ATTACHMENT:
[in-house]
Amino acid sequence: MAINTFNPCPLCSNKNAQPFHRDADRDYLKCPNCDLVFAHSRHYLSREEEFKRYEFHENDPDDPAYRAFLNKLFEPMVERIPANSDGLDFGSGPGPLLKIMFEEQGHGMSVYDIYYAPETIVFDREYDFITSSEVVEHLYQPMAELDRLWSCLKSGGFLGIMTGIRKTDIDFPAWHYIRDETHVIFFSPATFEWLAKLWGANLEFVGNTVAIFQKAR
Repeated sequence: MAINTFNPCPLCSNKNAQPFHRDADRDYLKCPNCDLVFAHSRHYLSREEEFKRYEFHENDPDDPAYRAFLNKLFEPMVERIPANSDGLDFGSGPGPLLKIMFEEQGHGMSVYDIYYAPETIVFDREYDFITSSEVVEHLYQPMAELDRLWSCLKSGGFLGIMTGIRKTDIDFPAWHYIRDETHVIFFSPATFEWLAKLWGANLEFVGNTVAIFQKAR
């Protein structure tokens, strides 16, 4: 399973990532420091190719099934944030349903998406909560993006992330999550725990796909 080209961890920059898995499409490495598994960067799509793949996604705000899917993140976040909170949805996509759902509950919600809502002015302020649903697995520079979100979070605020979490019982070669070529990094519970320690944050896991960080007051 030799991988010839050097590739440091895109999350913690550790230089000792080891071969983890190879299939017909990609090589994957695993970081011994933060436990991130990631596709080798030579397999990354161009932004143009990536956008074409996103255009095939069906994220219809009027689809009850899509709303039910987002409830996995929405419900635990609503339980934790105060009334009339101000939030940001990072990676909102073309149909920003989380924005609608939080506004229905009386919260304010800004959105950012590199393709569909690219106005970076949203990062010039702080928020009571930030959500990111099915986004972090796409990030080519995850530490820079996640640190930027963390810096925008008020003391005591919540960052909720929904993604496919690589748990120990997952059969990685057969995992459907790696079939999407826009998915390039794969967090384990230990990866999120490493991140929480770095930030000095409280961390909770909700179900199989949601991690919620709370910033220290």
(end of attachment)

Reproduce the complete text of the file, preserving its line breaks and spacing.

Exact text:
[in-house]
Amino acid sequence: MAINTFNPCPLCSNKNAQPFHRDADRDYLKCPNCDLVFAHSRHYLSREEEFKRYEFHENDPDDPAYRAFLNKLFEPMVERIPANSDGLDFGSGPGPLLKIMFEEQGHGMSVYDIYYAPETIVFDREYDFITSSEVVEHLYQPMAELDRLWSCLKSGGFLGIMTGIRKTDIDFPAWHYIRDETHVIFFSPATFEWLAKLWGANLEFVGNTVAIFQKAR
Repeated sequence: MAINTFNPCPLCSNKNAQPFHRDADRDYLKCPNCDLVFAHSRHYLSREEEFKRYEFHENDPDDPAYRAFLNKLFEPMVERIPANSDGLDFGSGPGPLLKIMFEEQGHGMSVYDIYYAPETIVFDREYDFITSSEVVEHLYQPMAELDRLWSCLKSGGFLGIMTGIRKTDIDFPAWHYIRDETHVIFFSPATFEWLAKLWGANLEFVGNTVAIFQKAR
């Protein structure tokens, strides 16, 4: 399973990532420091190719099934944030349903998406909560993006992330999550725990796909 080209961890920059898995499409490495598994960067799509793949996604705000899917993140976040909170949805996509759902509950919600809502002015302020649903697995520079979100979070605020979490019982070669070529990094519970320690944050896991960080007051 030799991988010839050097590739440091895109999350913690550790230089000792080891071969983890190879299939017909990609090589994957695993970081011994933060436990991130990631596709080798030579397999990354161009932004143009990536956008074409996103255009095939069906994220219809009027689809009850899509709303039910987002409830996995929405419900635990609503339980934790105060009334009339101000939030940001990072990676909102073309149909920003989380924005609608939080506004229905009386919260304010800004959105950012590199393709569909690219106005970076949203990062010039702080928020009571930030959500990111099915986004972090796409990030080519995850530490820079996640640190930027963390810096925008008020003391005591919540960052909720929904993604496919690589748990120990997952059969990685057969995992459907790696079939999407826009998915390039794969967090384990230990990866999120490493991140929480770095930030000095409280961390909770909700179900199989949601991690919620709370910033220290």